It has been awhile since I wrote about fence posts, but a buddy asked about replacing some a few weeks ago, so I decided it was time again. Many use an upended shovel. Before you dig a post hole, decide what material you are going to use to set the posts, and lay the proper groundwork for a straight line for your fence and for stability. Use a measuring tape to measure regular intervals where the fence posts will go. The trick I discovered is that you can use crushed, angular gravel to trick the wind into thinking a massive fence post is installed. The crushed gravel is affordable and it is easier to deal with than concrete that becomes as solid as a rock.
Use a level to position the post perfectly vertical. When we have had fencing companies come out and tell us what they would do they all say that they don’t use concrete with wood fence posts. Wooden fence posts are more vulnerable and fragile than metal. You can use a wooden stick or broken wood tool handle as a tamping bar, or a piece of scrap lumber.
Another approach is to use concrete on every other post and each corner post. Get your head around how to erect a fence with expert help from Homebase. Trellis – use trellis on its own as open screen fencing or as a decorative panel on top of a solid fence. Poured concrete is a top choice for setting fence posts in the ground and while it makes. Pour about 6 inches of gravel or crushed rock in the bottom of the post hole; use gravel with irregular shaped pieces of varying sizes, including some gravel dust for the best compaction.
Setting Posts Without Mixing
A fence is only as strong as its posts, and if you’ve dug holes for those posts, they are only as strong as the material you use as backfill. Many fence builders use concrete for each post they. A good fence can make a big difference to a property. At each end of the fence dig a hole with a spade or post hole borer to a depth of 600mm with allowance for concrete base. If the paling thickness is 25mm, use a minimum 75mm nail. Fence posts, concreting fence posts, erecting fence, posts, timber posts, treated, fencing, building a fence, post holes. Summary: Concreting fence posts – Guidance about the right length of post to use and how to secure fense posts in the ground with concrete. A problem often arises when a fence post. I wonder if the whole post in concrete thing is really the best way forward? The farmers where I live don’t like throwing money around and never use concrete for their fence or gate posts. Confused about whether to choose concrete or wooden fence posts? Harrow Fencing explain the advantages and disadvantages of each to help you choose. To make erecting a fence even easier, these instructions use post spikes instead of concrete to keep posts in place. Set all wood fence posts with about 1/3 of their total length buried in the ground.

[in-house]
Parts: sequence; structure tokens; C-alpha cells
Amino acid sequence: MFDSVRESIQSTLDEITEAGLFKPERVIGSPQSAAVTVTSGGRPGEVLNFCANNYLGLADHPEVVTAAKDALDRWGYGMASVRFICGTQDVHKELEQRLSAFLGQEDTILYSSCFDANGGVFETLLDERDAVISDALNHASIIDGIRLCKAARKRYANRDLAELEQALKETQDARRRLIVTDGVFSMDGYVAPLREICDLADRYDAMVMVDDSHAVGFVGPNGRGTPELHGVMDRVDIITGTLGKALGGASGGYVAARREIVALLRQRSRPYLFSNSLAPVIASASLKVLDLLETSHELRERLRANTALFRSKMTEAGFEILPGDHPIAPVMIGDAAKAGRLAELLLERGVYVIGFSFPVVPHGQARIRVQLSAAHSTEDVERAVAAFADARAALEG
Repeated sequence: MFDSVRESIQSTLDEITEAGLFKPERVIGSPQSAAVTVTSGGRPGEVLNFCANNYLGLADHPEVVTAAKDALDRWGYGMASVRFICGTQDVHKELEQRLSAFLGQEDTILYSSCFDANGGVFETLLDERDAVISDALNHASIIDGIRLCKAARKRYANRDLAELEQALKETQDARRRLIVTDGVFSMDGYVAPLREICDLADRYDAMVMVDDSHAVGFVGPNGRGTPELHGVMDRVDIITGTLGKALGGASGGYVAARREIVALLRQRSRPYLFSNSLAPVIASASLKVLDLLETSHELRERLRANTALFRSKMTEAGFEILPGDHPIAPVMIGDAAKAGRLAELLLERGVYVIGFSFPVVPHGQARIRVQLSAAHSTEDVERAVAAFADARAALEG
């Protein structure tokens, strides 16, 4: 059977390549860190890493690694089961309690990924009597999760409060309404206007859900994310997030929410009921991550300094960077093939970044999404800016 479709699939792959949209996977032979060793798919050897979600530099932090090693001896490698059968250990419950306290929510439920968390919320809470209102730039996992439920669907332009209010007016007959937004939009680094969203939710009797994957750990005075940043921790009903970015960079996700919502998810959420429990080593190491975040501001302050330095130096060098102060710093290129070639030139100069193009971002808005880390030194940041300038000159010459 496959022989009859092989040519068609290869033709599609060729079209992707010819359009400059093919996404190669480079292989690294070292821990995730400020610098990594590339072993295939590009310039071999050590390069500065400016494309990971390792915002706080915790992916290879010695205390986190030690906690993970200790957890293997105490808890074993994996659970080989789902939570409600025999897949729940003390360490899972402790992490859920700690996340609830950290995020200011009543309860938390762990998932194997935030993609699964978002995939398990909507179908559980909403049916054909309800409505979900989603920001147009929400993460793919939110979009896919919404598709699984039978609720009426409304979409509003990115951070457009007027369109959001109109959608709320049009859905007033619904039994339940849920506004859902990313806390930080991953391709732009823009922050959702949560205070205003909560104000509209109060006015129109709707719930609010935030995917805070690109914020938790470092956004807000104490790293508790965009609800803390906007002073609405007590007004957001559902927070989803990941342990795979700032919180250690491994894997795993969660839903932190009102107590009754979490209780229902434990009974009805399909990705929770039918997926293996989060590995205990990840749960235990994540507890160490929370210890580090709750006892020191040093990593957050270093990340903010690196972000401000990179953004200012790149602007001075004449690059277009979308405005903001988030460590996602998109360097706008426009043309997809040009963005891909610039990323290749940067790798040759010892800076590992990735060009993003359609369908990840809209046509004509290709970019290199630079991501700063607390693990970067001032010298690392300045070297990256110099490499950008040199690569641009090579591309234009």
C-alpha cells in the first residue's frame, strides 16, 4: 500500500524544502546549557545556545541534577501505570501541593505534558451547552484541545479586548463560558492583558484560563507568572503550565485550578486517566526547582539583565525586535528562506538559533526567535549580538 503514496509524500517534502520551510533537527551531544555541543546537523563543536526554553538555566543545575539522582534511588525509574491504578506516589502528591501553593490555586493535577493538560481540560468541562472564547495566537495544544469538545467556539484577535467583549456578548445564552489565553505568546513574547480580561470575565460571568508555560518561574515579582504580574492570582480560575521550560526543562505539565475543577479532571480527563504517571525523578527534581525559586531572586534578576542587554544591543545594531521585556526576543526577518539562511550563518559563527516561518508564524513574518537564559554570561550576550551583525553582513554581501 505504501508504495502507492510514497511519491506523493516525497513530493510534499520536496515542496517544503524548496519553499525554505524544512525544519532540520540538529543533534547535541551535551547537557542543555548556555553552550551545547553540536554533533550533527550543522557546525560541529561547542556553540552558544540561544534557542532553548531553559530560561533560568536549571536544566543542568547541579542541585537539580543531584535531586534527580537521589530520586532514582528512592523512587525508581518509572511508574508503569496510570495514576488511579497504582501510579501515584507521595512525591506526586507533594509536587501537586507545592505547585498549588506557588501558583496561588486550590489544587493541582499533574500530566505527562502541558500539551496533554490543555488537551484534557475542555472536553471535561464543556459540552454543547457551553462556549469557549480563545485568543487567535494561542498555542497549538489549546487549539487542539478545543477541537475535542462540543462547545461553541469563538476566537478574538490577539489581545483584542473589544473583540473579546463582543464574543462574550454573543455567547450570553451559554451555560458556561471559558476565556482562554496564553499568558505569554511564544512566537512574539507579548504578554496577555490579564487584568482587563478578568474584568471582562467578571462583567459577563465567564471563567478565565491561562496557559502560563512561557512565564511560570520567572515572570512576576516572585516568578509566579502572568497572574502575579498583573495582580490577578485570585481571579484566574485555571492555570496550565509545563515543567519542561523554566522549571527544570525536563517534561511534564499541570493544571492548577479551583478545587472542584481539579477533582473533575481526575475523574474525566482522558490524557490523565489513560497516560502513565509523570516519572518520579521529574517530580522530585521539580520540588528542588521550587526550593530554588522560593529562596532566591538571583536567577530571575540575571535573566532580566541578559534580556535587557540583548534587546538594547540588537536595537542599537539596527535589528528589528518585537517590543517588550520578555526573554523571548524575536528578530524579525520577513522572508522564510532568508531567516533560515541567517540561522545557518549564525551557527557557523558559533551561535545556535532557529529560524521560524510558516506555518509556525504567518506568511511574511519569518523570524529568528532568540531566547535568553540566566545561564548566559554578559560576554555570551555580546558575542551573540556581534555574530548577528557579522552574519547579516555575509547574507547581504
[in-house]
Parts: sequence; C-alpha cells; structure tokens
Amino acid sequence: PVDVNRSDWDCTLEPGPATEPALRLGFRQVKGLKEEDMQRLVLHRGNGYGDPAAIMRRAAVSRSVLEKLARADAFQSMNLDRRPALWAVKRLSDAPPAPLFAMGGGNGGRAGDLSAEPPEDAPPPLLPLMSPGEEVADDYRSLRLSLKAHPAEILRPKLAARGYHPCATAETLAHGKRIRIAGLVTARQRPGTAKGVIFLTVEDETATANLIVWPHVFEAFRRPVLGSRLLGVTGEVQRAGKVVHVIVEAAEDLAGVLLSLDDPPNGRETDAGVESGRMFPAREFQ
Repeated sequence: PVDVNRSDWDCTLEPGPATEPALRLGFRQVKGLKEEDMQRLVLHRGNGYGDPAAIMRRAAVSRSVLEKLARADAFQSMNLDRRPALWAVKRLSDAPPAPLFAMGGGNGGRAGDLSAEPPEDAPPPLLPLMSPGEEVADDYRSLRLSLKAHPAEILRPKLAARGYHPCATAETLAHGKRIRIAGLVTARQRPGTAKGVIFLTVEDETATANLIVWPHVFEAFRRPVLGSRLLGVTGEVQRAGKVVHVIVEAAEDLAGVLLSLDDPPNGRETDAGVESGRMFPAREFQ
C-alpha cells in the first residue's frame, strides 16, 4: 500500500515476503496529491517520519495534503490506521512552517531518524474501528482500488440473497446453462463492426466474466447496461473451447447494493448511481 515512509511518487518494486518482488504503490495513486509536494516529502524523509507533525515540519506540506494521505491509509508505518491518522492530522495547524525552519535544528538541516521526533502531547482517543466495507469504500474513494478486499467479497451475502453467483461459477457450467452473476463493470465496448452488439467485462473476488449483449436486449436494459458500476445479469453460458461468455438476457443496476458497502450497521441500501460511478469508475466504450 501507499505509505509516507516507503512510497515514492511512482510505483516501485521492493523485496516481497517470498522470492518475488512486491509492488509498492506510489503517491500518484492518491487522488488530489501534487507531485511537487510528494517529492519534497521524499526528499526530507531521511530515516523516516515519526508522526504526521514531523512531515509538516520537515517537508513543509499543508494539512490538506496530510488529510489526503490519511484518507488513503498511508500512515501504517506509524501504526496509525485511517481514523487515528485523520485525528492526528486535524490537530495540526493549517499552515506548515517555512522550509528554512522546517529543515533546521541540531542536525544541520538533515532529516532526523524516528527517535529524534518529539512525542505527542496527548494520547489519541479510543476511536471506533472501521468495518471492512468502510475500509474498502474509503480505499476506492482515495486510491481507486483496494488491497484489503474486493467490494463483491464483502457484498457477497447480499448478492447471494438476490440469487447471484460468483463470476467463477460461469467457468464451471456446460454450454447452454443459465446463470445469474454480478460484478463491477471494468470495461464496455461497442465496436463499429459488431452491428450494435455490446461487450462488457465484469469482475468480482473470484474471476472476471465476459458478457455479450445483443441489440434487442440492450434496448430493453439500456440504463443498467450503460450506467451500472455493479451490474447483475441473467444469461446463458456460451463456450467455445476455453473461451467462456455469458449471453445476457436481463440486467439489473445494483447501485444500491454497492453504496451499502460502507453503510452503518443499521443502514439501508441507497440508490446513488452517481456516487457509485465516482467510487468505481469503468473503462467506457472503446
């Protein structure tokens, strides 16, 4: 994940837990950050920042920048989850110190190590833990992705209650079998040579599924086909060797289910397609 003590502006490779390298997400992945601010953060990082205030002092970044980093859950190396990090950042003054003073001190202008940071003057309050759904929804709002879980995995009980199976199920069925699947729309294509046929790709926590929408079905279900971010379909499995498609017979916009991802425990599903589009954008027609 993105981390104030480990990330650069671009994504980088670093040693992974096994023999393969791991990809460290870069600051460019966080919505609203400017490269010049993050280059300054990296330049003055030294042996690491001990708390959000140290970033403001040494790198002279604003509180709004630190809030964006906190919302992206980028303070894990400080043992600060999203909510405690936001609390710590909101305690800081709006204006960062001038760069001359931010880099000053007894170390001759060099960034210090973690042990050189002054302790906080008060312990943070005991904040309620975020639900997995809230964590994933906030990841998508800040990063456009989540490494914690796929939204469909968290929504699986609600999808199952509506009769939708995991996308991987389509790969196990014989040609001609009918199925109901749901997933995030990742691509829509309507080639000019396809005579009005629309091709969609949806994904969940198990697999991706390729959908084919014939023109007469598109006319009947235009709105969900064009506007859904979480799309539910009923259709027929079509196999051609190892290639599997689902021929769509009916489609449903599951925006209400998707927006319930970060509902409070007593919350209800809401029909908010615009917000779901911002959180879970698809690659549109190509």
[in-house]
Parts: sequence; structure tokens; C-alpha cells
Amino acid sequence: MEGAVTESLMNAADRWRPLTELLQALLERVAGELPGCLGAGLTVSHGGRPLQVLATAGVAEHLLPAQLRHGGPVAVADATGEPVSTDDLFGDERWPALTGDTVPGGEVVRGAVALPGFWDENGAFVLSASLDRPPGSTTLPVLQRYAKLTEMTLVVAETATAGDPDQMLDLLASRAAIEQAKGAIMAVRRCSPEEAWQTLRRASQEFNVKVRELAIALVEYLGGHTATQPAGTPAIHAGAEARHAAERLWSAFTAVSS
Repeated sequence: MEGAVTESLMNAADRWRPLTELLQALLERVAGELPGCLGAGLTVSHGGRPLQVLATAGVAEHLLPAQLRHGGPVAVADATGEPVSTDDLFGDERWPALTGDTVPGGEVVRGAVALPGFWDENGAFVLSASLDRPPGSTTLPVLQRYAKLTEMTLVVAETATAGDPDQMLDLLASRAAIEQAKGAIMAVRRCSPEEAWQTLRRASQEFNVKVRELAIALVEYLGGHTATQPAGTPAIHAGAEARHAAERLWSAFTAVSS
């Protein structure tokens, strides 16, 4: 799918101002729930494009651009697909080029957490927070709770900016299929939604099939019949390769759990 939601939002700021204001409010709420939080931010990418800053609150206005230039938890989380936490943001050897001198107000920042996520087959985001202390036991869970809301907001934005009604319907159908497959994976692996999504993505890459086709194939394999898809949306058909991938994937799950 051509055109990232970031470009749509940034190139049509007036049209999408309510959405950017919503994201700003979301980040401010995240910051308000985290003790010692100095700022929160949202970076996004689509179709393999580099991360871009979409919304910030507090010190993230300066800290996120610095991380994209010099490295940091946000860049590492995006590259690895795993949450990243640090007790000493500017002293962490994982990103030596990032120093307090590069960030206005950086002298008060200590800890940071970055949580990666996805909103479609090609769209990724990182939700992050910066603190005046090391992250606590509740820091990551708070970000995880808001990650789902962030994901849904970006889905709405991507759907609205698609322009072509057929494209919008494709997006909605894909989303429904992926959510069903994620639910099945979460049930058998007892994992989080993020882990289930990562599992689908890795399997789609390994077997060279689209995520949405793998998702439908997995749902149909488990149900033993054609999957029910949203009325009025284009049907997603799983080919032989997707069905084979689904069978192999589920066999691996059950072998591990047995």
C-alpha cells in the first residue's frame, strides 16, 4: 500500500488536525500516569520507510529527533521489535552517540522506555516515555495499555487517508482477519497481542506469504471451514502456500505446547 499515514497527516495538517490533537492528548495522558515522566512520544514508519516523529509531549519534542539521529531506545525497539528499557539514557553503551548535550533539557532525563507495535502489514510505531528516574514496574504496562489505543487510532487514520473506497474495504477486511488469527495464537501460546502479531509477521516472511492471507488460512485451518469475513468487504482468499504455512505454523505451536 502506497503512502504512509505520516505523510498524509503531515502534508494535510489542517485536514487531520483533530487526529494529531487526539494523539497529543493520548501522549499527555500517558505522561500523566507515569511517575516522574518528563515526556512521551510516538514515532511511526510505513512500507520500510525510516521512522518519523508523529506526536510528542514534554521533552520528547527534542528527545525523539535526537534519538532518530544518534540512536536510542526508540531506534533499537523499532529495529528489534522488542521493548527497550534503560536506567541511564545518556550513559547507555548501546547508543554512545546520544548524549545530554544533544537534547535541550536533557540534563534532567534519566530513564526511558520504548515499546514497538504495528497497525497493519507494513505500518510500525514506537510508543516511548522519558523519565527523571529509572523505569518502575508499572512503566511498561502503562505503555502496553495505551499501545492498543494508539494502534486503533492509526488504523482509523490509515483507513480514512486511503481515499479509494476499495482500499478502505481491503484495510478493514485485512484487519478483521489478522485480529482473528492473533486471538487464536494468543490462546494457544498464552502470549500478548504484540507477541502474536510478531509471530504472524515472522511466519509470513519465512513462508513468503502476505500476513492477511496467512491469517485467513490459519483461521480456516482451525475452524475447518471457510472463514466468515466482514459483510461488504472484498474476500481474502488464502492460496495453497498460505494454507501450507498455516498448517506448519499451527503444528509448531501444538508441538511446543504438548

How To Install Sturdy Fence Posts
I’ve put in a lot of cedar fence posts and I refuse to use concrete. Even for gates. You will eventually have to replace that post and then you’ll have to excavate the concrete along with the post. Watch this video to find out how to set the fence post for a wooden picket fence in your yard. Use a posthole digger to dig each fence post hole to a depth of around 14. For our farm fencing we use round, treated posts. Round posts almost always have a big end and a small end. The first trick to having stable fence posts is to put the big end in the ground. Use a dry mix concrete, (see Mortars & Concretes) and sprinkle this in amongst the hardcore.
The right way to mix concrete for fence post is to use a wheel burrow, pouring in several bags at a time and slowly adding water while mixing the concrete by constantly turning it over.